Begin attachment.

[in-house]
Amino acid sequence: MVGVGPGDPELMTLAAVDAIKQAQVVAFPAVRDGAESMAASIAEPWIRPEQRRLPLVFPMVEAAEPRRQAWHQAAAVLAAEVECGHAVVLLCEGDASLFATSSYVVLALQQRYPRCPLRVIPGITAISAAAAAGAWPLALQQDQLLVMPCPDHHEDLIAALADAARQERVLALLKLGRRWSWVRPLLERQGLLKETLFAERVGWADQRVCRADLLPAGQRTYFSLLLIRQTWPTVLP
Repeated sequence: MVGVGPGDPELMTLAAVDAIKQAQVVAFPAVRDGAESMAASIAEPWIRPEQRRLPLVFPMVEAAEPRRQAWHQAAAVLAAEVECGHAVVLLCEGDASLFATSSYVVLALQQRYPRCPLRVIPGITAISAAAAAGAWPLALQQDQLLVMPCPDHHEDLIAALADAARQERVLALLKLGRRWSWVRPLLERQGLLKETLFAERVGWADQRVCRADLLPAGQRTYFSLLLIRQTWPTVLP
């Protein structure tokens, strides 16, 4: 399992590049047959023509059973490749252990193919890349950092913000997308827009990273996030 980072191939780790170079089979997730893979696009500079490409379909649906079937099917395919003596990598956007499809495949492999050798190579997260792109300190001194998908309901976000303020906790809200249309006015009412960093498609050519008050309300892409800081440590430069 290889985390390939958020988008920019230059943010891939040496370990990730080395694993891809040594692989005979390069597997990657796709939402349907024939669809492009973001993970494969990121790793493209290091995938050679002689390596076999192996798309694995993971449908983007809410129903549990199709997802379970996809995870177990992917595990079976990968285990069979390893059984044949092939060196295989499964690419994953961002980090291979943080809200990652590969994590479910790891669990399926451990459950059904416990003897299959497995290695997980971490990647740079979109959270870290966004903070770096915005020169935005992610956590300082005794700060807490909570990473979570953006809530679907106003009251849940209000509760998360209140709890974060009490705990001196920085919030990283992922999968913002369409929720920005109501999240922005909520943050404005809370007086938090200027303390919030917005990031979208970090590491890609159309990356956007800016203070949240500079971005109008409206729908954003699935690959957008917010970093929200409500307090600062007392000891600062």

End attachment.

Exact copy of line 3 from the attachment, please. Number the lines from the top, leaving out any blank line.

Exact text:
Repeated sequence: MVGVGPGDPELMTLAAVDAIKQAQVVAFPAVRDGAESMAASIAEPWIRPEQRRLPLVFPMVEAAEPRRQAWHQAAAVLAAEVECGHAVVLLCEGDASLFATSSYVVLALQQRYPRCPLRVIPGITAISAAAAAGAWPLALQQDQLLVMPCPDHHEDLIAALADAARQERVLALLKLGRRWSWVRPLLERQGLLKETLFAERVGWADQRVCRADLLPAGQRTYFSLLLIRQTWPTVLP